Cancer cells that survive after treatment may use the body's own immune system to wake themselves up and fuel their growth, a new study shows.
The research sheds new light on how the immune system loses its ability to keep cancer in check, leading to the patient relapsing.
And the researchers found immunotherapy could be effective at preventing relapse, by getting the body's immune response back on track.
Scientists at The Institute of Cancer Research, London, with colleagues in Leeds, Surrey and the US, aimed to understand how a small number of cancer cells that resist treatment can turn deadly after lying dormant for long periods.
The researchers studied the immune response in mice to investigate how the cells of the immune system behaved before initial treatment, after treatment appeared to have worked, and when tumours returned.
The study is published today (Monday) in the journal Cancer Immunology Research and was funded by the European Research Council, the Richard M Schulze Family Foundation, the Mayo Foundation, Cancer Research UK, and the US National Institutes of Health.
Immune cells normally release signals that trigger inflammation in response to trauma or infection which, in some circumstances, can help the immune system kill cancer cells.
But the new research suggests these signals are subverted by leftover cancer cells after treatment, and used to drive their aggressive growth during relapse.
Crucially, the researchers showed that immunotherapies that target this response could either delay or prevent cancer returning in mice - suggesting that this approach could be effective in patients at risk of relapse.
Researchers found that a chemical signal called TNF-alpha switches in its effect from an anti-tumour agent that supports the immune response to eliminate cancer cells, to a new type of signal that promotes cancer relapse.
Resistant cells were also able to tell immune cells called natural killer cells to turn a blind eye, so that the relapsing cancer cells could grow unchecked.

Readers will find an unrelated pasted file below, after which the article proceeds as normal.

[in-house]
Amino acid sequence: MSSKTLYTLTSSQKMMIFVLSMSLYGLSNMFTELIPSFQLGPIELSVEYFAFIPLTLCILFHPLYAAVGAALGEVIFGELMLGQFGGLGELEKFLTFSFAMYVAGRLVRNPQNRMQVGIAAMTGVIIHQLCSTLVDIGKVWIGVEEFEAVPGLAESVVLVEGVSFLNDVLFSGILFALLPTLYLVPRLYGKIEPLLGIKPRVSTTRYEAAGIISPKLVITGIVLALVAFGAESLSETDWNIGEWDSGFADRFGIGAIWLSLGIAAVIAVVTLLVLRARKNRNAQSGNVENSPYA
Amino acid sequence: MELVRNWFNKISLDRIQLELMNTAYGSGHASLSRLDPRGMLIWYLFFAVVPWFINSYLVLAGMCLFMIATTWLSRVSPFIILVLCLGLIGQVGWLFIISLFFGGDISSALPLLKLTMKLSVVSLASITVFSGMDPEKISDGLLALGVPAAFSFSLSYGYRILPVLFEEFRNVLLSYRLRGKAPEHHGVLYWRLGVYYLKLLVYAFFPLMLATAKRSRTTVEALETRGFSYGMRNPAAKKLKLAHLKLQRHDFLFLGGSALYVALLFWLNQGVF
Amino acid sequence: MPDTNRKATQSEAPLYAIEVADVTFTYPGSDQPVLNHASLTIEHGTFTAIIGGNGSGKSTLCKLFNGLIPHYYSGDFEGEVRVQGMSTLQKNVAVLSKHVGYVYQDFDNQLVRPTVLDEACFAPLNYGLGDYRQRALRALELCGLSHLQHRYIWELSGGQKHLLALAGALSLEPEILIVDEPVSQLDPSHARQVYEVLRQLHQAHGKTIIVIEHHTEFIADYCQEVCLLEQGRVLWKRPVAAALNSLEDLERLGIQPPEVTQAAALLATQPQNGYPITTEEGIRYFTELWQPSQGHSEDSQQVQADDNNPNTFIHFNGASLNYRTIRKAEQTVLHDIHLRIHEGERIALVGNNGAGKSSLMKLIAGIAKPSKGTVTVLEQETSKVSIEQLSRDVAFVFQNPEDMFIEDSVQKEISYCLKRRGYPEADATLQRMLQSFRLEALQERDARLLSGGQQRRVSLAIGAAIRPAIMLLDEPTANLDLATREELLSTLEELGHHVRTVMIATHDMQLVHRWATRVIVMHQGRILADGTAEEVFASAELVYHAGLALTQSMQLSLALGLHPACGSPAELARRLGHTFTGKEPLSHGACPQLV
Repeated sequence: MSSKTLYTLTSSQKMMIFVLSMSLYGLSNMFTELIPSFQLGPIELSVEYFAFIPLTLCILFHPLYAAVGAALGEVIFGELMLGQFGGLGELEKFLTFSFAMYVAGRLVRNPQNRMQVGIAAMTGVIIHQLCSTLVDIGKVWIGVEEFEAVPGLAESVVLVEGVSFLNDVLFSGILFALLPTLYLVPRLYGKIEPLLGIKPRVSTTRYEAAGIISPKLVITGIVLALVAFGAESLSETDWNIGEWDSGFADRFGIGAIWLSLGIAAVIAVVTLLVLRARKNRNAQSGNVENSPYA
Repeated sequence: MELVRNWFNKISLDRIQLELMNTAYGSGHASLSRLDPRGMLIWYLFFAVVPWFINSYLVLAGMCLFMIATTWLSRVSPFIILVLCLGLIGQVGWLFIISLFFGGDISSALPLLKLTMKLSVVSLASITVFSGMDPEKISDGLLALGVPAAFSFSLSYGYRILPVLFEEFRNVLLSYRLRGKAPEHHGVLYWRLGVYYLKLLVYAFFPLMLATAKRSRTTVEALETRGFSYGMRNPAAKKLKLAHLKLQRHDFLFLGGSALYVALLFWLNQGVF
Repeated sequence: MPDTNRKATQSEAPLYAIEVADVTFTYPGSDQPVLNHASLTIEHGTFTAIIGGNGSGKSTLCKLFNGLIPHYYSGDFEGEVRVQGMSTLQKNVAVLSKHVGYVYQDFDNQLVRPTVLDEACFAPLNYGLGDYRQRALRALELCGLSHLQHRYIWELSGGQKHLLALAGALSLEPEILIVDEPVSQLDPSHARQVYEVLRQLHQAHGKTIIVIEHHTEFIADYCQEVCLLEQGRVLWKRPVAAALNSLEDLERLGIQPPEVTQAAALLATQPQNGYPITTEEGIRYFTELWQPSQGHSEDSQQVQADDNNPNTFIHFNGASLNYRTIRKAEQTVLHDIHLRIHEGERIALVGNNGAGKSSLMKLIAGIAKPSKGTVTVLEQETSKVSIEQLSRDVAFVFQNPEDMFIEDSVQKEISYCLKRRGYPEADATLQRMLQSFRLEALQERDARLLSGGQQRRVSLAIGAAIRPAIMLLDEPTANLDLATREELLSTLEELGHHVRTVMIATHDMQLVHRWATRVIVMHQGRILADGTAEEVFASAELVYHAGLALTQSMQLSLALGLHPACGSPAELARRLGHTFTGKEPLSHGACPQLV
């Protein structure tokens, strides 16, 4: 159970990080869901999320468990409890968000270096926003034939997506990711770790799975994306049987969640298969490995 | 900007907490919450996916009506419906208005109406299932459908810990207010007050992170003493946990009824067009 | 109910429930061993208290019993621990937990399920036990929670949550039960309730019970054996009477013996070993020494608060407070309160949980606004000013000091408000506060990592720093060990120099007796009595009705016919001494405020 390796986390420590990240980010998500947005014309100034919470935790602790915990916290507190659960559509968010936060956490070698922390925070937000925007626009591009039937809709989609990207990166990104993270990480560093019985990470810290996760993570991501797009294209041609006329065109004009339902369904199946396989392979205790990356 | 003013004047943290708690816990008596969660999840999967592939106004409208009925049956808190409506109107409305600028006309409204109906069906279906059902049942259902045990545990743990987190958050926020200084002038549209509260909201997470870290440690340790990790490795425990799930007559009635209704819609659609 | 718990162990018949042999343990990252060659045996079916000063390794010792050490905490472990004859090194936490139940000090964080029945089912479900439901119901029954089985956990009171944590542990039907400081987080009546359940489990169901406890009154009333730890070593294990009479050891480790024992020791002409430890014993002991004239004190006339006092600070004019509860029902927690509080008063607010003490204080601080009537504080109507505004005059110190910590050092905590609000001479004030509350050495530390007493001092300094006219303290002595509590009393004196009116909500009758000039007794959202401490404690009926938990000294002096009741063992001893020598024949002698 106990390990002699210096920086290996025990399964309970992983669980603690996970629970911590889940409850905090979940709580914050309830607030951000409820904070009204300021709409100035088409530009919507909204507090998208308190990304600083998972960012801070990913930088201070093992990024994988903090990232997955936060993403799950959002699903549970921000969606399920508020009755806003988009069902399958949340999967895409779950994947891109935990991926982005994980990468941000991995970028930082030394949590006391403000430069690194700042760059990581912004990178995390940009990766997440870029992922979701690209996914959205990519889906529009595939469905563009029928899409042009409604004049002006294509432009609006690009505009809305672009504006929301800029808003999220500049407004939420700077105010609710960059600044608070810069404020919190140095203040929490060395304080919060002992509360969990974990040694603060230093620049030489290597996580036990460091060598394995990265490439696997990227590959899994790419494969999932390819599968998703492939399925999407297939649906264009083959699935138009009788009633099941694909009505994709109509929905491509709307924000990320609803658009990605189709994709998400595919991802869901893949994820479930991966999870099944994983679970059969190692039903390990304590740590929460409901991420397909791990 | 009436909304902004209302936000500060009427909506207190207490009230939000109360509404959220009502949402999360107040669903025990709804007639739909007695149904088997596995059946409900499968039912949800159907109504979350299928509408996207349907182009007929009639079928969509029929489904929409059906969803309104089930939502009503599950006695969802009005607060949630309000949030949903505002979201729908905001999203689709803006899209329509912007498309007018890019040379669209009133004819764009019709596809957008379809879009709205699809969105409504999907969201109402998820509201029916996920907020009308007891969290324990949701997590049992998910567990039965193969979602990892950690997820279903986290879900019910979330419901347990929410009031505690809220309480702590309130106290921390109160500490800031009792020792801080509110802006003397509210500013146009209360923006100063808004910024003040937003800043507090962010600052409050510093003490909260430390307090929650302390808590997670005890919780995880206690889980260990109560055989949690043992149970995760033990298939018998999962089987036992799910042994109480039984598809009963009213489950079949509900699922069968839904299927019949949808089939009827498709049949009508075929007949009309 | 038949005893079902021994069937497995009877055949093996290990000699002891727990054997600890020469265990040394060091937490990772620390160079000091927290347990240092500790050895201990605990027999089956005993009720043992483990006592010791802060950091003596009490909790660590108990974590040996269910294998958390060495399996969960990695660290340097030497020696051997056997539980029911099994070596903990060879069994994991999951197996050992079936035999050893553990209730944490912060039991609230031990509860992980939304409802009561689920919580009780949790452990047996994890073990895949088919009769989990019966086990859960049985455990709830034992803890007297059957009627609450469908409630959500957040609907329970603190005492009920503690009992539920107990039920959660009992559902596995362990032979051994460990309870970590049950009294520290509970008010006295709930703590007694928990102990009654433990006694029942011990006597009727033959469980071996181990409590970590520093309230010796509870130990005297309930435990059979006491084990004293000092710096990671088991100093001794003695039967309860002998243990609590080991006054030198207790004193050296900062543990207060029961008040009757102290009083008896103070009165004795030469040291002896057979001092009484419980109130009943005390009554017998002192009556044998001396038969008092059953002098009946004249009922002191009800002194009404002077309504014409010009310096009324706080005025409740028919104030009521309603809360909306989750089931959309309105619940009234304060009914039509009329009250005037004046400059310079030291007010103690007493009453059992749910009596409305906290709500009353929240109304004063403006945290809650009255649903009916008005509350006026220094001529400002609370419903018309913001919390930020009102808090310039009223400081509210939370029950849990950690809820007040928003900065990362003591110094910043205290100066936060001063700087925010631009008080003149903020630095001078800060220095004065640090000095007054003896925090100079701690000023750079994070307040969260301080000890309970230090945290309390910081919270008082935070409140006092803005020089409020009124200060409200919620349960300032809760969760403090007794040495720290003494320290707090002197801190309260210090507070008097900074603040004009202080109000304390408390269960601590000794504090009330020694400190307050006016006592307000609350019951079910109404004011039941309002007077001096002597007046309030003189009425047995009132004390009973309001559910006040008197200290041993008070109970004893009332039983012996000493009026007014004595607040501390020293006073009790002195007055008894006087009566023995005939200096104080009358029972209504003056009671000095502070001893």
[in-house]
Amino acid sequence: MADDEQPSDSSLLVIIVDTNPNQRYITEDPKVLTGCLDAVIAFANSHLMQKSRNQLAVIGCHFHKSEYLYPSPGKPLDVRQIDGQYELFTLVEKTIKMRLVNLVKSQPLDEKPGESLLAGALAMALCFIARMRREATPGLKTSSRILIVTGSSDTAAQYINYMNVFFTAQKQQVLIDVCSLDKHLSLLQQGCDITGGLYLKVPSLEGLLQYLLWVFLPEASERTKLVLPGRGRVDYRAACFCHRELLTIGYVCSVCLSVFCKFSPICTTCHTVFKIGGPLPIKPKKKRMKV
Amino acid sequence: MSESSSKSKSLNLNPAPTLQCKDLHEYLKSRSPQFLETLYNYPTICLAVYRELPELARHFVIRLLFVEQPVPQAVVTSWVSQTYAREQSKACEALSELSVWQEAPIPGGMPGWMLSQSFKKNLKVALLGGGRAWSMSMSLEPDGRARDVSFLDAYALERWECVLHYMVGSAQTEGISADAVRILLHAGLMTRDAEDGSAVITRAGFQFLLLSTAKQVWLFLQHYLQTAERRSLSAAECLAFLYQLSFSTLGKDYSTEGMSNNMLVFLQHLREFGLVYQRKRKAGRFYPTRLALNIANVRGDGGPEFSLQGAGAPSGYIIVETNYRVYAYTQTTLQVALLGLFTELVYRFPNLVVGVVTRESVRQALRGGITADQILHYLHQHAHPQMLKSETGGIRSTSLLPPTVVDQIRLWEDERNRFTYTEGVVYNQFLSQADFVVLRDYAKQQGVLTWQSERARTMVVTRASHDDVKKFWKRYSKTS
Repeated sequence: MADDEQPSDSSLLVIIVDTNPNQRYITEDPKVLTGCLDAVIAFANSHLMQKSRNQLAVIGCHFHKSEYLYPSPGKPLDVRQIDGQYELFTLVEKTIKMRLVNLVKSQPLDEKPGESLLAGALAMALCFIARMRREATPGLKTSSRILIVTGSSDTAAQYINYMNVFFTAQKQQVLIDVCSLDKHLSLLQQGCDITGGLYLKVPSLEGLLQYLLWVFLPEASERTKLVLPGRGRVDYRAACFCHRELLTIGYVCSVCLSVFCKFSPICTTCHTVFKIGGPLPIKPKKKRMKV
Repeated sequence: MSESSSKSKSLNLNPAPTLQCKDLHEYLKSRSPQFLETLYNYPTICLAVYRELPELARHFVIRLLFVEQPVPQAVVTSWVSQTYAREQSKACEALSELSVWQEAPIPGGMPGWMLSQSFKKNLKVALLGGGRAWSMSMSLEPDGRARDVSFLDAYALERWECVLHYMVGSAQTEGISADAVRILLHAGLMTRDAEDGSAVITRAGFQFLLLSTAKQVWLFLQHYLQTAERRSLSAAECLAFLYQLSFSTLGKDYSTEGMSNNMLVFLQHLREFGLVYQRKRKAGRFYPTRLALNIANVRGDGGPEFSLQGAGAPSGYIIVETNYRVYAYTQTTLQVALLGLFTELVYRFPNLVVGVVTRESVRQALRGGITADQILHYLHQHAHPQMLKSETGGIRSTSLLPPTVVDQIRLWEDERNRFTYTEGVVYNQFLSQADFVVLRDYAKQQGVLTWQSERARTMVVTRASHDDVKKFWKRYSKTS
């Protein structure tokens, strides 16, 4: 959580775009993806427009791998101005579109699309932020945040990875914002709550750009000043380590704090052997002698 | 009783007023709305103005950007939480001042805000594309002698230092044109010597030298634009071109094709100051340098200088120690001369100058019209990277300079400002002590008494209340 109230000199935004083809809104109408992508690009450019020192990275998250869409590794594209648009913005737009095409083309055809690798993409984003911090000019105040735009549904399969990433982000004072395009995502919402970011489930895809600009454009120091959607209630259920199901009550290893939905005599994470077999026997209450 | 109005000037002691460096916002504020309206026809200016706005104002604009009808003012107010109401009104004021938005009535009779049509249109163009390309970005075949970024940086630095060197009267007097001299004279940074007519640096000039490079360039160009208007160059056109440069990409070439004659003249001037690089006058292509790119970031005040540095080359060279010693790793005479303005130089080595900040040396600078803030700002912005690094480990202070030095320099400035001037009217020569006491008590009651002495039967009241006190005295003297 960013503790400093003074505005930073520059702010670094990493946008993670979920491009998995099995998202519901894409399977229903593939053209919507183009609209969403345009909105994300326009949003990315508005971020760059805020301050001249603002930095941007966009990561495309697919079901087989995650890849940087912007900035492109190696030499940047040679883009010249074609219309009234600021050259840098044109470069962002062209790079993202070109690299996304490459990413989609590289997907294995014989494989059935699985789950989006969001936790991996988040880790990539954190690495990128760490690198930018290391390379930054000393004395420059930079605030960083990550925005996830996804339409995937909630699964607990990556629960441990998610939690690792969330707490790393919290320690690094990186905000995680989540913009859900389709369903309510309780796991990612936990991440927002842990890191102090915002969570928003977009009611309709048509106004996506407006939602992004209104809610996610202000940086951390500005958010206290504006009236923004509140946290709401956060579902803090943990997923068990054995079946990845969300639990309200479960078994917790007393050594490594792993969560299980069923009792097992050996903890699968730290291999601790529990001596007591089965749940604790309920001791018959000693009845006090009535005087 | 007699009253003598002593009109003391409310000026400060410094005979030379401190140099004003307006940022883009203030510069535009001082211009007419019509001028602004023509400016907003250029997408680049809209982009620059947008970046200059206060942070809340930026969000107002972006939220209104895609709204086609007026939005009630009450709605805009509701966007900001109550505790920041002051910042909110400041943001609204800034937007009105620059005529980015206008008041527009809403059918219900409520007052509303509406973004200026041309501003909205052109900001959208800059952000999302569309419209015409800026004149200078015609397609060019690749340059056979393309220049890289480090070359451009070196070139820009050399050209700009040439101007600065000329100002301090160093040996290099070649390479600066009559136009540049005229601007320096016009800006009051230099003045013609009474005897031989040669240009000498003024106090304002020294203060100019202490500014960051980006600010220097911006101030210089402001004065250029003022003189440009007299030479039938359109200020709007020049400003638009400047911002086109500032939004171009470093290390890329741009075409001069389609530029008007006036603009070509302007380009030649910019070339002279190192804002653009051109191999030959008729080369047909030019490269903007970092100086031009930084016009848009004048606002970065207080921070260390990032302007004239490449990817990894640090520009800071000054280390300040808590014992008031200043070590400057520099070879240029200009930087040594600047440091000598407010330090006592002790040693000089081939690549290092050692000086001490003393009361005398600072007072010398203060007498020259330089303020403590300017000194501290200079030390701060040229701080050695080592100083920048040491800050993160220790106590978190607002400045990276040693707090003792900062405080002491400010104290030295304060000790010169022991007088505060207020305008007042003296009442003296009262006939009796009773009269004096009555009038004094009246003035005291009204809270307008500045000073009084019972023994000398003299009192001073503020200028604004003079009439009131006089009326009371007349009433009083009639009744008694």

Researchers found that the resistant cancer cells had high levels of a molecule called PD-L1 on their surface, which interacts with PD-1 on immune cells called T cells to tell them not to attack.
PD-1 is the target for highly successful immune checkpoint inhibitor drugs, and the researchers showed these treatments could delay or prevent relapse in mice.
Study co-author Professor Alan Melcher, Professor of Translational Immunotherapy at The Institute of Cancer Research, London, said:
"Our study finds the body's own immune system seems to play a crucial role when cancer relapses. The immune system goes from keeping cancer cells in check to awakening and feeding residual cells, while turning a blind eye to their growth.
"Excitingly, many of the methods employed by treatment-resistant tumours to re-grow and hide from the immune system can be blocked using existing immunotherapies. This idea is, in fact, supported by emerging data from clinical trials, showing that immunotherapies can reduce the risk of cancers coming back."
Study co-author Professor Kevin Harrington, Professor of Biological Cancer Therapies at The Institute of Cancer Research, London, said:
"It is becoming increasing clear that the immune system is at the core of the puzzle of how we can treat cancer more effectively.
"This fascinating new study helps explain why sometimes a patient's immune system can be effective against cancer cells while at other times it is not. It also shows there is a lot more to learn about the nature of those cancer cells that lie dormant as a way of resisting the killing effects of cancer treatments. Changes must occur in these cells that make them better able to manipulate the immune system - and understanding this could open up new treatment options to prevent relapse."
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Notes to editors
The Institute of Cancer Research, London, is one of the world's most influential cancer research organisations.
Scientists and clinicians at The Institute of Cancer Research (ICR) are working every day to make a real impact on cancer patients' lives. Through its unique partnership with The Royal Marsden NHS Foundation Trust and 'bench-to-bedside' approach, the ICR is able to create and deliver results in a way that other institutions cannot. Together the two organisations are rated in the top four centres for cancer research and treatment globally.
The ICR has an outstanding record of achievement dating back more than 100 years. It provided the first convincing evidence that DNA damage is the basic cause of cancer, laying the foundation for the now universally accepted idea that cancer is a genetic disease. Today it is a world leader at identifying cancer-related genes and discovering new targeted drugs for personalised cancer treatment.
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